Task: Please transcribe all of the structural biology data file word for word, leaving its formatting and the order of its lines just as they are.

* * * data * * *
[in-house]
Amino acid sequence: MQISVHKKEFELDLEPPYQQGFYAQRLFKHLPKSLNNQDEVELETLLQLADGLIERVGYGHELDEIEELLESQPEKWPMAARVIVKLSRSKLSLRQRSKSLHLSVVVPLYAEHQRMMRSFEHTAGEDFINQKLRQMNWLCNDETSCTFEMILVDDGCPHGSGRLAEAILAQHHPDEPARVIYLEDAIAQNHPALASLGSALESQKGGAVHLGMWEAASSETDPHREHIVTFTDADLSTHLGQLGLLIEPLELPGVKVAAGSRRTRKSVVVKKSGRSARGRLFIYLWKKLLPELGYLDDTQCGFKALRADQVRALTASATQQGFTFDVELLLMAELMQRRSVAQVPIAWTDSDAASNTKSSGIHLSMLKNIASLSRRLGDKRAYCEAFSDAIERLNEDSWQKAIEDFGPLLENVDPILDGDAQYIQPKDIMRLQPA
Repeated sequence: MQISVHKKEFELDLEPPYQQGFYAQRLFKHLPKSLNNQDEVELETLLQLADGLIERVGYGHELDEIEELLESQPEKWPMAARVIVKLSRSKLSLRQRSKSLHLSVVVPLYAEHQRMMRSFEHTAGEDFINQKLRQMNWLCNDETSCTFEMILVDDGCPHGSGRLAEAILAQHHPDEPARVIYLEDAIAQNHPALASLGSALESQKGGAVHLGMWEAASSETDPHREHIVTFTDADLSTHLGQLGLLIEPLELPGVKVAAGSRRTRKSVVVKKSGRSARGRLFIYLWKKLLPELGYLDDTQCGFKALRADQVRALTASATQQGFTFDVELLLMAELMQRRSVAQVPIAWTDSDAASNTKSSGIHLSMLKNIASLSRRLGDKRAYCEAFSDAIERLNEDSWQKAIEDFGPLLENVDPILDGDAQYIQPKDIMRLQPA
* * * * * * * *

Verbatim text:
[in-house]
Amino acid sequence: MQISVHKKEFELDLEPPYQQGFYAQRLFKHLPKSLNNQDEVELETLLQLADGLIERVGYGHELDEIEELLESQPEKWPMAARVIVKLSRSKLSLRQRSKSLHLSVVVPLYAEHQRMMRSFEHTAGEDFINQKLRQMNWLCNDETSCTFEMILVDDGCPHGSGRLAEAILAQHHPDEPARVIYLEDAIAQNHPALASLGSALESQKGGAVHLGMWEAASSETDPHREHIVTFTDADLSTHLGQLGLLIEPLELPGVKVAAGSRRTRKSVVVKKSGRSARGRLFIYLWKKLLPELGYLDDTQCGFKALRADQVRALTASATQQGFTFDVELLLMAELMQRRSVAQVPIAWTDSDAASNTKSSGIHLSMLKNIASLSRRLGDKRAYCEAFSDAIERLNEDSWQKAIEDFGPLLENVDPILDGDAQYIQPKDIMRLQPA
Repeated sequence: MQISVHKKEFELDLEPPYQQGFYAQRLFKHLPKSLNNQDEVELETLLQLADGLIERVGYGHELDEIEELLESQPEKWPMAARVIVKLSRSKLSLRQRSKSLHLSVVVPLYAEHQRMMRSFEHTAGEDFINQKLRQMNWLCNDETSCTFEMILVDDGCPHGSGRLAEAILAQHHPDEPARVIYLEDAIAQNHPALASLGSALESQKGGAVHLGMWEAASSETDPHREHIVTFTDADLSTHLGQLGLLIEPLELPGVKVAAGSRRTRKSVVVKKSGRSARGRLFIYLWKKLLPELGYLDDTQCGFKALRADQVRALTASATQQGFTFDVELLLMAELMQRRSVAQVPIAWTDSDAASNTKSSGIHLSMLKNIASLSRRLGDKRAYCEAFSDAIERLNEDSWQKAIEDFGPLLENVDPILDGDAQYIQPKDIMRLQPA